One of the coolest things we’ve ever done at Lofty Ambitions is to interview Apollo astronaut Charlie Duke. He’s smart and charming, the kind of person with whom you could happily while away an afternoon talking. Here, we share an excerpt of our conversation from November 2010 that conveys Duke’s enthusiasm for flying, space exploration, and education (he chairs the Astronaut Scholarship Foundation).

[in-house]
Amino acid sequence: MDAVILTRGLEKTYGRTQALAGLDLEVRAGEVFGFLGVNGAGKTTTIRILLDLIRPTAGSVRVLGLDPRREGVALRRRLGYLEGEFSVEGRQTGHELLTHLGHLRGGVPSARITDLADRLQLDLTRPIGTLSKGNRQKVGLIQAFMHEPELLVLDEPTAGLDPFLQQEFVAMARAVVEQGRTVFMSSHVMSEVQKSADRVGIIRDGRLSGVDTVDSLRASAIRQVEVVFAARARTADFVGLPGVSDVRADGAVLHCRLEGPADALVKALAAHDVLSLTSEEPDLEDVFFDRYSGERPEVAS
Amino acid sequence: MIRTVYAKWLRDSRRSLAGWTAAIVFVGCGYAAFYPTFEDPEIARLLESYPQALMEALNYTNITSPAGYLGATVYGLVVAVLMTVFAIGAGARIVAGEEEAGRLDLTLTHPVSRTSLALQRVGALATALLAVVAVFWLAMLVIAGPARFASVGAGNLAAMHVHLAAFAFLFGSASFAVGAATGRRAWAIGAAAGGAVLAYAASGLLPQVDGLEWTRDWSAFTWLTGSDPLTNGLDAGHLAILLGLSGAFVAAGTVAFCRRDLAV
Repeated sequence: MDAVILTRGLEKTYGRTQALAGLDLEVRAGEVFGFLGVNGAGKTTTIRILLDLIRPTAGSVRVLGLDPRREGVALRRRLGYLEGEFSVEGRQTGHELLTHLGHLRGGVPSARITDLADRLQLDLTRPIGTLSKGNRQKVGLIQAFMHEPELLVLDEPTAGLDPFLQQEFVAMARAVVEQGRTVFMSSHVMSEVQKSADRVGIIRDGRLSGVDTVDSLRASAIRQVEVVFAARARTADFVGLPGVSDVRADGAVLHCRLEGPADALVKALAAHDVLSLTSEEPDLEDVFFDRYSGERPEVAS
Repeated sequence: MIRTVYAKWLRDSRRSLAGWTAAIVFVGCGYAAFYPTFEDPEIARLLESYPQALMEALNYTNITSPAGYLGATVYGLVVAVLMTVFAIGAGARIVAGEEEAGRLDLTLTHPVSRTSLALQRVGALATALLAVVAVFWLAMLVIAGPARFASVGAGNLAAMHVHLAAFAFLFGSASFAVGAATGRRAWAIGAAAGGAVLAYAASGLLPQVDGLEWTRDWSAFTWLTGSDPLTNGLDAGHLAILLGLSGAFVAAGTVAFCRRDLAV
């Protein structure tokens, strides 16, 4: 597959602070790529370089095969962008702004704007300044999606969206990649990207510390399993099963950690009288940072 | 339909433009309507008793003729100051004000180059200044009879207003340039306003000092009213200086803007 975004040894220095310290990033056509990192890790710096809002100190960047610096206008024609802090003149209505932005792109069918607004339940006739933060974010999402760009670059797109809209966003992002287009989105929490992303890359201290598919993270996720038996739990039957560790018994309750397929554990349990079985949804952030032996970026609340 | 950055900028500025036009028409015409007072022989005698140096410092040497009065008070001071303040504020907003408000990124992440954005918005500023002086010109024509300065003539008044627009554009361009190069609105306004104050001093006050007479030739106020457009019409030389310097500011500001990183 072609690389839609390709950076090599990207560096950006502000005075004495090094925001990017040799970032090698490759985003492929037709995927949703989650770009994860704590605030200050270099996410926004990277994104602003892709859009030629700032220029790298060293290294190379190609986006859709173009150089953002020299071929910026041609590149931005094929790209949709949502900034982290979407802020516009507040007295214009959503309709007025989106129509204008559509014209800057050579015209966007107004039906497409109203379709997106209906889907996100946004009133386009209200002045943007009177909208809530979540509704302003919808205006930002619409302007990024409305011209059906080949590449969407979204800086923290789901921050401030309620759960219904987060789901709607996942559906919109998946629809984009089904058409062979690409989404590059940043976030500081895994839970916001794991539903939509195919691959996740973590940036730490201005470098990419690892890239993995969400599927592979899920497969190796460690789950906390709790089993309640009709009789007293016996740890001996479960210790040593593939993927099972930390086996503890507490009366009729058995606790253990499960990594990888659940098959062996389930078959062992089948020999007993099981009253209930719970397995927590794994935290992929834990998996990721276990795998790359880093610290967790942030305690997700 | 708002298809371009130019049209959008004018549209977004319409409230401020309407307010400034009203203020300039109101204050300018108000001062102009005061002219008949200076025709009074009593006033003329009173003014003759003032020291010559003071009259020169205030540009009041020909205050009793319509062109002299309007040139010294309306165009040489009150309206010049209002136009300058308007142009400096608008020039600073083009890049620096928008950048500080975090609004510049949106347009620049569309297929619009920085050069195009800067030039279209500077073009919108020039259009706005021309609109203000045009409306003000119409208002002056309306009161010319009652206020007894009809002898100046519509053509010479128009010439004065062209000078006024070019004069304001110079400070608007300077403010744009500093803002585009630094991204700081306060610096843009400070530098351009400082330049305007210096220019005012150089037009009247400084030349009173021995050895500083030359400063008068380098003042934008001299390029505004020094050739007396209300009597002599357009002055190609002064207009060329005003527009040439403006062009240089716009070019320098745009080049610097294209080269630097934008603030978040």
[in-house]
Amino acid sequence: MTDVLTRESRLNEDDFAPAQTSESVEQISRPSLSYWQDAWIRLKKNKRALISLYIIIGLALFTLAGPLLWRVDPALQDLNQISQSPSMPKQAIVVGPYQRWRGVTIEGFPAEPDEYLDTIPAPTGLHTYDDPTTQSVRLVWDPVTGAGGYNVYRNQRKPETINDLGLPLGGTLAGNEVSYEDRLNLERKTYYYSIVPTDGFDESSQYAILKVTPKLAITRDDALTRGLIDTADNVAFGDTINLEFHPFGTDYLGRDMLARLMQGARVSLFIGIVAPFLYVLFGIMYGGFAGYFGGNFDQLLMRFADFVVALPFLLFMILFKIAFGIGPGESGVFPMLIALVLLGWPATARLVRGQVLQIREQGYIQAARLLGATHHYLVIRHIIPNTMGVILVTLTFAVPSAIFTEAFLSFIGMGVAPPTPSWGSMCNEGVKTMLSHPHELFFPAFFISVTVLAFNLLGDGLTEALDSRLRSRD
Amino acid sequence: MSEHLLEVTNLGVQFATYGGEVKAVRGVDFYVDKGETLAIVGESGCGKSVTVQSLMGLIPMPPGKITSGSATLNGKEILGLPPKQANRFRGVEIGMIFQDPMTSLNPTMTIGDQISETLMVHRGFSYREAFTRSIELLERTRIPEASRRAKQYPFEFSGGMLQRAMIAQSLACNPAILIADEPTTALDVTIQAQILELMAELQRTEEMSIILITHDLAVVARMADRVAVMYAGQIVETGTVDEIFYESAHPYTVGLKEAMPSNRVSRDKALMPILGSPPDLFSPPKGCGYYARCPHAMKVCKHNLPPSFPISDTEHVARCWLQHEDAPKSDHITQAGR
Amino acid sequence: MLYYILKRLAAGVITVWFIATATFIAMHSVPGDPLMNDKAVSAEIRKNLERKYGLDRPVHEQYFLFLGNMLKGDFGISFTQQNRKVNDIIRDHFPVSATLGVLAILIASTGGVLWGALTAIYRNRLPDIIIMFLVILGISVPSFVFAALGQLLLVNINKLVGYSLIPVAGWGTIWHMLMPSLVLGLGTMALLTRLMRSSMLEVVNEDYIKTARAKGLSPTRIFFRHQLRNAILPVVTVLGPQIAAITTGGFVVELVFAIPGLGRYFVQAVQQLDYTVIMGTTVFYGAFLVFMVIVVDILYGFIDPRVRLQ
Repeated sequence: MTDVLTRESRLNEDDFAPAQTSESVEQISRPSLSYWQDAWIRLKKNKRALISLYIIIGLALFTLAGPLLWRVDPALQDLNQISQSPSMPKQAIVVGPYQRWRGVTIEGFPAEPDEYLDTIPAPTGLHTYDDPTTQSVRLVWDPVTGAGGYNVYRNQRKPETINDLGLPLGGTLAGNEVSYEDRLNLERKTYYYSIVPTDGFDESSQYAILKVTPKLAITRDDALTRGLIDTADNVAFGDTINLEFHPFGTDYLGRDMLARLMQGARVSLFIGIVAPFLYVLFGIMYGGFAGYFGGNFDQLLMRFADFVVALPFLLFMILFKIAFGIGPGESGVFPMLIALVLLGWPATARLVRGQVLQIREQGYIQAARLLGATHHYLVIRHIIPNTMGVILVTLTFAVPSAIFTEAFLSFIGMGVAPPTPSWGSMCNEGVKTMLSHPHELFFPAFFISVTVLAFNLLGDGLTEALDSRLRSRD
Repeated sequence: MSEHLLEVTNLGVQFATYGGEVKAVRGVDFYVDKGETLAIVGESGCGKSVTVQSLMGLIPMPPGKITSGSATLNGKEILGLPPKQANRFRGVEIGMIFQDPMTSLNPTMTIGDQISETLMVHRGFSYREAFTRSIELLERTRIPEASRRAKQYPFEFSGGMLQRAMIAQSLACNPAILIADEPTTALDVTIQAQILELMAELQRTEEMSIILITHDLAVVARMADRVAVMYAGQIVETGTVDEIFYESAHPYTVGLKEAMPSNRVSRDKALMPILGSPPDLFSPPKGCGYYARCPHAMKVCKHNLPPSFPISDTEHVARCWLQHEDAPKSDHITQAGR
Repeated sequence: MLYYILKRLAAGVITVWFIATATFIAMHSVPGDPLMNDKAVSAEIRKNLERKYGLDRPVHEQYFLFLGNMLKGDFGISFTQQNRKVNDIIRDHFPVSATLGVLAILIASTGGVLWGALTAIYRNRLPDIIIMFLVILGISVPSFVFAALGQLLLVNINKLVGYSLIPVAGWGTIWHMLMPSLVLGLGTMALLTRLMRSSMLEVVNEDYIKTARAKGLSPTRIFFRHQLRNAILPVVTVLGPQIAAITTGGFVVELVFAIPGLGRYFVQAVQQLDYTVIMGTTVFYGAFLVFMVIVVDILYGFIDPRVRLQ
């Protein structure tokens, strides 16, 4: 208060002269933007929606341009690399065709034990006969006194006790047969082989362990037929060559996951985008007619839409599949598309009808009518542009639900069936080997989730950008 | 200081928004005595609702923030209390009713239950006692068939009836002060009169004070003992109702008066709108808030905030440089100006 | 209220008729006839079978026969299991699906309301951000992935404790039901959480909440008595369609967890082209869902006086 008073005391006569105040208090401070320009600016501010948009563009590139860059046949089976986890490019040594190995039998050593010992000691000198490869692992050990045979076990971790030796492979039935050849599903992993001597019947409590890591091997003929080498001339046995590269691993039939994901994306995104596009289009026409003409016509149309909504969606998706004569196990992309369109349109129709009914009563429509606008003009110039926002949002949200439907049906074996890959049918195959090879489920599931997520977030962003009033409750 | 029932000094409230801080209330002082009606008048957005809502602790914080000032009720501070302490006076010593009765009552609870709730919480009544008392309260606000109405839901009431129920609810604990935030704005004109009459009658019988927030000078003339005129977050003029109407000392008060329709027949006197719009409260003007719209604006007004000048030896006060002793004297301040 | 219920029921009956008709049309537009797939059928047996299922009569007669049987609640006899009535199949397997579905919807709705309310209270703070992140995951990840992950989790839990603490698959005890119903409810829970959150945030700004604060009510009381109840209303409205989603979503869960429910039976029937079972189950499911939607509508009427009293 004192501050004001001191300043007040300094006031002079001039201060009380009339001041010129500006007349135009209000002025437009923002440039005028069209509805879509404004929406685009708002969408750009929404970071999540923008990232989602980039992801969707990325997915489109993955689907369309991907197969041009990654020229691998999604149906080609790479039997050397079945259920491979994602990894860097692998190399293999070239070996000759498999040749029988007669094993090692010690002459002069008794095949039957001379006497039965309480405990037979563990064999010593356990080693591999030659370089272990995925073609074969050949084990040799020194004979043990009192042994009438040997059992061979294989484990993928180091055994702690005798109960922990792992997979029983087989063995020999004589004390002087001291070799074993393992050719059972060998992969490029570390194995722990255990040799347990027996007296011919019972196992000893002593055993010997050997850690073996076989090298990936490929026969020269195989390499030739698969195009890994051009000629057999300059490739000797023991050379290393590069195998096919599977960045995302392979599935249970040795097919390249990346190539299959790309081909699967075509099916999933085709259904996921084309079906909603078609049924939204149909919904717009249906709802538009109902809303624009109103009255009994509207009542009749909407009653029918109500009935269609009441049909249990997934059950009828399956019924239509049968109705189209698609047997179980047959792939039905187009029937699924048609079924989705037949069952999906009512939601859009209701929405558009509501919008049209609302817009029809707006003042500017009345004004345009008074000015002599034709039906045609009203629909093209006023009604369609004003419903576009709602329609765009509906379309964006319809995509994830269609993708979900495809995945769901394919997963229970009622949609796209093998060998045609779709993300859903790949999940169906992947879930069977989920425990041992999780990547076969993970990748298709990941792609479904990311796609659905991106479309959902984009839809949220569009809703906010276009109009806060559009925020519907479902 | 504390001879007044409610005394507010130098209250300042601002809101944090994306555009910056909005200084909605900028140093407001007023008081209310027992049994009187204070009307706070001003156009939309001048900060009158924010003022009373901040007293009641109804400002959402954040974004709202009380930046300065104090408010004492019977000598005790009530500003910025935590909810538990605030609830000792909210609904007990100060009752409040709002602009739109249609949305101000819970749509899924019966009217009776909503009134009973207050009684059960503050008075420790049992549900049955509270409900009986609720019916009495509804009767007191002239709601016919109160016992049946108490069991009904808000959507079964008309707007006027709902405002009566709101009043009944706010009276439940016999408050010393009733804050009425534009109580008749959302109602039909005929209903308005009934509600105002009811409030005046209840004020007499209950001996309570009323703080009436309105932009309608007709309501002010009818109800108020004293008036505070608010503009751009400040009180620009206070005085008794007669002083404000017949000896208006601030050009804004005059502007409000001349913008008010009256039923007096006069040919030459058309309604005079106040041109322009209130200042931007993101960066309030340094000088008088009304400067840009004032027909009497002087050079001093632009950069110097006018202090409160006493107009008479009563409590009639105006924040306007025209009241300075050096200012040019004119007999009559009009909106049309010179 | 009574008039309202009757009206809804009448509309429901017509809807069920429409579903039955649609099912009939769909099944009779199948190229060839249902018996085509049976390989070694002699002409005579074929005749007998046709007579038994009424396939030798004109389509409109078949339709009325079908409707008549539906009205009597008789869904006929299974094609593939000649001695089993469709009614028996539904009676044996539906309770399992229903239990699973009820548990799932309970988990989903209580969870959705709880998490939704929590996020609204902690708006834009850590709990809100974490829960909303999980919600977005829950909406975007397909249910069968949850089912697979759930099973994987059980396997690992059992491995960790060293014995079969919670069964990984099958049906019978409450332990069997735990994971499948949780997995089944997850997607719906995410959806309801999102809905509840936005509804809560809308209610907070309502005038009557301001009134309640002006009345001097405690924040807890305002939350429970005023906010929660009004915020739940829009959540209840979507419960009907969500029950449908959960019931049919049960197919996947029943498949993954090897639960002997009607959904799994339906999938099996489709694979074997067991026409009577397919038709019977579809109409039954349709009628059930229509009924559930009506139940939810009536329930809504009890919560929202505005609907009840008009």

Charlie Duke was chosen as an astronaut by NASA in 1966. With his calm Southern voice, he served as CAPCOM for Apollo 11, the mission that put the first human footprint on the Moon’s surface in 1969. Just a few years later, Duke flew on Apollo 16 and planted his own two booted feet on the Moon and traipsed around on its surface with John Young for more than 20 hours (of the more than 71-hour stay), taking rock and soil samples (Apollo 16 picked up more than 200 pounds of such material) and surveying the landscape.